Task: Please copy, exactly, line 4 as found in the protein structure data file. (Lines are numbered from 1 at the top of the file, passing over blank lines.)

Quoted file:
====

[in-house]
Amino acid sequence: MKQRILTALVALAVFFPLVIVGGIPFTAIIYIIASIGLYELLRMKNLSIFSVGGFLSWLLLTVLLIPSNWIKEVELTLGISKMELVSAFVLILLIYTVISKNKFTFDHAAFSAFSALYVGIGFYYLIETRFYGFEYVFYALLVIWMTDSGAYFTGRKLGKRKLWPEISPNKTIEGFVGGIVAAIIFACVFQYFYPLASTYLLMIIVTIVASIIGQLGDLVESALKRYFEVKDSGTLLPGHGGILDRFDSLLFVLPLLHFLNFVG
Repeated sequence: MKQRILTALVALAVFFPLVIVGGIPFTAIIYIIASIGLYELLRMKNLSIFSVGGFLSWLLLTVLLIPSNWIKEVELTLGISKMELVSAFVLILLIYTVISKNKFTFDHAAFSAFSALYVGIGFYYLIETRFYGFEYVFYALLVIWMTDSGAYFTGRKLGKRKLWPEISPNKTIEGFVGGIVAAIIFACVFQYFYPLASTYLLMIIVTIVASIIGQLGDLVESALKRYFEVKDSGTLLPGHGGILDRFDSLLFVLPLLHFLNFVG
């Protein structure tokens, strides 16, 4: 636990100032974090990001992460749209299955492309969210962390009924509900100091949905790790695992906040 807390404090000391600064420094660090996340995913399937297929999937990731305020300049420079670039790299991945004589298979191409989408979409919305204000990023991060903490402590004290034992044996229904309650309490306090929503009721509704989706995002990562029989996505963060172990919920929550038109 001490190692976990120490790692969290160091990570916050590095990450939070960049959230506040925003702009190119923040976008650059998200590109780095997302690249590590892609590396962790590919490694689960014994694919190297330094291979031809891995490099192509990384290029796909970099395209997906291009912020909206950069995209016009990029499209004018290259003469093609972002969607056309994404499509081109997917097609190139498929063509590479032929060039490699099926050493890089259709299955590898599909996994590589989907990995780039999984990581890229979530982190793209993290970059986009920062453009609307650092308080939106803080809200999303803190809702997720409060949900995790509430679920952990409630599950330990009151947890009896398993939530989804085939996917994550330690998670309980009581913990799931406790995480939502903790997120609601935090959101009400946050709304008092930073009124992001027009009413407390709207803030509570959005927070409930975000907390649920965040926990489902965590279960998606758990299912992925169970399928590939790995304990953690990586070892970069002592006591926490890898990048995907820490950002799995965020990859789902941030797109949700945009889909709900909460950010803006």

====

């Protein structure tokens, strides 16, 4: 636990100032974090990001992460749209299955492309969210962390009924509900100091949905790790695992906040 807390404090000391600064420094660090996340995913399937297929999937990731305020300049420079670039790299991945004589298979191409989408979409919305204000990023991060903490402590004290034992044996229904309650309490306090929503009721509704989706995002990562029989996505963060172990919920929550038109 001490190692976990120490790692969290160091990570916050590095990450939070960049959230506040925003702009190119923040976008650059998200590109780095997302690249590590892609590396962790590919490694689960014994694919190297330094291979031809891995490099192509990384290029796909970099395209997906291009912020909206950069995209016009990029499209004018290259003469093609972002969607056309994404499509081109997917097609190139498929063509590479032929060039490699099926050493890089259709299955590898599909996994590589989907990995780039999984990581890229979530982190793209993290970059986009920062453009609307650092308080939106803080809200999303803190809702997720409060949900995790509430679920952990409630599950330990009151947890009896398993939530989804085939996917994550330690998670309980009581913990799931406790995480939502903790997120609601935090959101009400946050709304008092930073009124992001027009009413407390709207803030509570959005927070409930975000907390649920965040926990489902965590279960998606758990299912992925169970399928590939790995304990953690990586070892970069002592006591926490890898990048995907820490950002799995965020990859789902941030797109949700945009889909709900909460950010803006």